Inferior returns will wipe out cost savings
Much has been made of the forecast cost savings of MySuper which, according to Treasury estimates contained in the Cooper Review report, will increase the average wage earner’s final benefit over a 37 year working life by $40,000, or 7%.
That is the total financial benefit that will supposedly accrue from the combination of lower management costs and the administration savings flowing from the SuperStream initiatives (ie savings of about $33,000 and $7,000, respectively).
We have to say we seriously doubt that such savings are achievable, since they rely on what we consider to be unrealistically low investment costs of 0.36% per annum, but let’s accept them for the sake of this article.
Our view, based on the performance data we collect and analyse, is that any such saving is likely to be eclipsed by the reduction in benefits resulting from reduced returns. If we adopt Treasury’s 37 year working life model, it would take a loss of 0.31% per annum in returns to wipe out the $33,000 gain it forecasts from management cost savings (ie administration and investment fees). We believe the MySuper model is likely to reduce returns by more than that over the long term, for the reasons discussed below.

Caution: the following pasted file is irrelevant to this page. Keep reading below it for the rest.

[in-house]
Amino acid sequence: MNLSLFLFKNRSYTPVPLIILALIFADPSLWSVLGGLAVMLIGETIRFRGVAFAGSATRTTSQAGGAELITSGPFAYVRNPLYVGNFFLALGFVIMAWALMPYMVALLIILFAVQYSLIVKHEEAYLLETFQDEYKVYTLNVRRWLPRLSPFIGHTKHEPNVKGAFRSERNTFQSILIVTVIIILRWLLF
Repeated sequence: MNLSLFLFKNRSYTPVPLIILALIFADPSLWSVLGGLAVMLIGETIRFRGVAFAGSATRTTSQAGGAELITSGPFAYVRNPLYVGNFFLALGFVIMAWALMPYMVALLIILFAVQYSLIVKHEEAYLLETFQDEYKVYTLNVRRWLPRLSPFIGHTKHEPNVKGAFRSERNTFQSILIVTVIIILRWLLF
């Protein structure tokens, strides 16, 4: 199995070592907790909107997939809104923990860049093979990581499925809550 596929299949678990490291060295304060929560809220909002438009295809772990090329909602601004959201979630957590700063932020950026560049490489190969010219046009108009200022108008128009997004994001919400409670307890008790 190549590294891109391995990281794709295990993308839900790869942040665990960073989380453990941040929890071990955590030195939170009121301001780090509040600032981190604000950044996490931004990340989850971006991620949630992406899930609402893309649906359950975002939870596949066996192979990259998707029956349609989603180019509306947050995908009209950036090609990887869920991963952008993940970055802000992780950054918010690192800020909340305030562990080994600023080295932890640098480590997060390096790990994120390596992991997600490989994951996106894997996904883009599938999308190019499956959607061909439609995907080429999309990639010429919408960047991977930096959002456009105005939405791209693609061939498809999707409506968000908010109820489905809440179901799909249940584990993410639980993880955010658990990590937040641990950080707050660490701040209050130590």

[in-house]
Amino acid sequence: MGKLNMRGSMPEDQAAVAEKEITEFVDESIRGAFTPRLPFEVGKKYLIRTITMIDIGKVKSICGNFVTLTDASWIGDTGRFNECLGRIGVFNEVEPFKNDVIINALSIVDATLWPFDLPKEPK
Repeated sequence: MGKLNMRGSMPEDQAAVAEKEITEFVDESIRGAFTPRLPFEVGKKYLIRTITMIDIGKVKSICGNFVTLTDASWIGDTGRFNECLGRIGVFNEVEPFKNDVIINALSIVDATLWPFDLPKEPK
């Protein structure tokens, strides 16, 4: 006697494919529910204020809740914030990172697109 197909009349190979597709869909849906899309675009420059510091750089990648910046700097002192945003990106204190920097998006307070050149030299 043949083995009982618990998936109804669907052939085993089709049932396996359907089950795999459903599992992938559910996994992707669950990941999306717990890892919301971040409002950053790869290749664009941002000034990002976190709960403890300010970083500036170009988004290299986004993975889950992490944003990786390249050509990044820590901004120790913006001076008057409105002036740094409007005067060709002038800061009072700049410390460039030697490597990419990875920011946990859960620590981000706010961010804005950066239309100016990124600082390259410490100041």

Super is not a homogeneous product, and there are qualitative differences between funds. The better quality funds, in terms of investment performance, tend to have higher investment fees because of how they invest and what they invest in. But there is strong evidence that those higher investment fees pay off because they produce better net returns. In other words, the additional return is greater than the additional fee incurred to achieve it.
Those funds producing superior investment returns have overwhelmingly been industry funds. The table below shows industry funds have been the best performing group over a long period. In fact, over most of the past decade, industry funds have represented the entire upper quartile in our performance surveys.